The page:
Walter Isaacson, the man behind the authorized Steve Jobs biography, said while speaking at the Royal Institution on Wednesday that he disagreed with Google CEO Larry Page, and Jobs’s hatred for Android was real, Macworld reported. In an earlier interview, Page indicated that the Android, Apple feud was just “for show” and merely a way to rally the troops. The CEO mentioned how he “had a relationship with Steve” and despite his declining health at the time, Apple’s co-founder reached out to him for a casual talk. Isaacson, however, outlined why Jobs felt such “thermonuclear” anger towards Google’s “stolen product.”
Isaacson explained that Jobs believed in a closed system, where Apple controls the hardware along with the software. When Microsoft founder Bill Gates took Apple’s graphical user interface and licensed it out “promiscuously,” Jobs was livid and as a result, “Microsoft ended up being dominant.” When Jobs returned to Apple as its CEO, he again focused on a closed system, which found success with the iPod, iPhone and iPad, “but what happens? Google rips it off,” Isaacson said.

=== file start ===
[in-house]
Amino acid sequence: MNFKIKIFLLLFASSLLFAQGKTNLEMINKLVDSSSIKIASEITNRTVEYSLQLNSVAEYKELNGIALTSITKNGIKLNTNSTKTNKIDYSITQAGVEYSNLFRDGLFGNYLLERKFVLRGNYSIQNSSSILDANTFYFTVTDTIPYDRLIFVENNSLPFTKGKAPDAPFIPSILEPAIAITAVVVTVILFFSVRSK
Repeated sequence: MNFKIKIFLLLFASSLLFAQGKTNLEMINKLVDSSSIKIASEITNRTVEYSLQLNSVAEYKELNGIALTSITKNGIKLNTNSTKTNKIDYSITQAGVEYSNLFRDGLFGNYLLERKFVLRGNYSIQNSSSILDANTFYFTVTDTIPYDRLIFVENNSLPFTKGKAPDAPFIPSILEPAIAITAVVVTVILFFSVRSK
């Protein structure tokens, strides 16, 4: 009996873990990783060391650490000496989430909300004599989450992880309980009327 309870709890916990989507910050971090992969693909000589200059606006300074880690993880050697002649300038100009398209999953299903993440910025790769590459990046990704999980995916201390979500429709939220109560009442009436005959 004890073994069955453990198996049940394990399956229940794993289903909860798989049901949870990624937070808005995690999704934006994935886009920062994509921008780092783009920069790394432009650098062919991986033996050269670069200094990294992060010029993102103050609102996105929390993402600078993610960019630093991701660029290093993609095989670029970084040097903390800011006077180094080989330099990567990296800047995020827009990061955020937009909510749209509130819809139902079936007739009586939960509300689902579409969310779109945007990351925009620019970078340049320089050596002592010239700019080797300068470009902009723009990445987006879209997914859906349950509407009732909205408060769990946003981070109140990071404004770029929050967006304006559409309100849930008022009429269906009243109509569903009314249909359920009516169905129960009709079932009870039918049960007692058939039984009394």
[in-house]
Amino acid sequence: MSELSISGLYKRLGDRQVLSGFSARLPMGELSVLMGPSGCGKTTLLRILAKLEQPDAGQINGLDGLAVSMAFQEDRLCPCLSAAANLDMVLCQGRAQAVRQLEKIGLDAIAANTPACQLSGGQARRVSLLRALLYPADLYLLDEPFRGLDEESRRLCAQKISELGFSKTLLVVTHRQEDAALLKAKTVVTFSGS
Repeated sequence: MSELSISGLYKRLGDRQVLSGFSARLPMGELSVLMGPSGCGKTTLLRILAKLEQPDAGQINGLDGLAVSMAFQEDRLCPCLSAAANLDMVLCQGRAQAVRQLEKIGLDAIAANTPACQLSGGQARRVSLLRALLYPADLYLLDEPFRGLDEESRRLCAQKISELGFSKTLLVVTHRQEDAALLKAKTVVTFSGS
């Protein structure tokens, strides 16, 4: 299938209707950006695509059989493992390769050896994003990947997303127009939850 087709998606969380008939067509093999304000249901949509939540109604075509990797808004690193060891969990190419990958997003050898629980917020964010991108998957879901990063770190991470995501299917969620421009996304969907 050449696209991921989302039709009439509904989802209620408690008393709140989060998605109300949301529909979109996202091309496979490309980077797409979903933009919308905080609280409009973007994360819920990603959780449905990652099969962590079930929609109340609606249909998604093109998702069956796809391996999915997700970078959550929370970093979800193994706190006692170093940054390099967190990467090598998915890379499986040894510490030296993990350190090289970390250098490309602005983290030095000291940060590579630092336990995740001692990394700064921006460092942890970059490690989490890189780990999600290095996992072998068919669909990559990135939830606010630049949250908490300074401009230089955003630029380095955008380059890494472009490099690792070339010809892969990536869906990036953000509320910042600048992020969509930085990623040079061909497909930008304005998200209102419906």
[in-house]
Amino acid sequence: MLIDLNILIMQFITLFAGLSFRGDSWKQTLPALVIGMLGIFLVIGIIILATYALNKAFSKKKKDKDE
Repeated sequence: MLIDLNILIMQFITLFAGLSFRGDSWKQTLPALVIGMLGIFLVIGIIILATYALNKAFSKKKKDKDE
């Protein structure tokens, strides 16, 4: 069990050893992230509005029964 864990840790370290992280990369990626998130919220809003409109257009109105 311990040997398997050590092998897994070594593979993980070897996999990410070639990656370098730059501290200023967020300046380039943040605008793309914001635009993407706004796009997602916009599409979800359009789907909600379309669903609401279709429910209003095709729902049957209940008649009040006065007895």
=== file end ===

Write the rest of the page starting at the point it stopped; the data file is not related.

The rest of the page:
The biographer continued, “It’s almost copied verbatim by Android. And then they licence it around promiscuously. And then Android starts surpassing Apple in market share, and this totally infuriated him. It wasn’t a matter of money. He said: ‘You can’t pay me off, I’m here to destroy you.’ “
Isaacson believes that Apple CEO Tim Cook will handle things differently than Jobs would have. “Tim Cook will settle that lawsuit,” he concluded.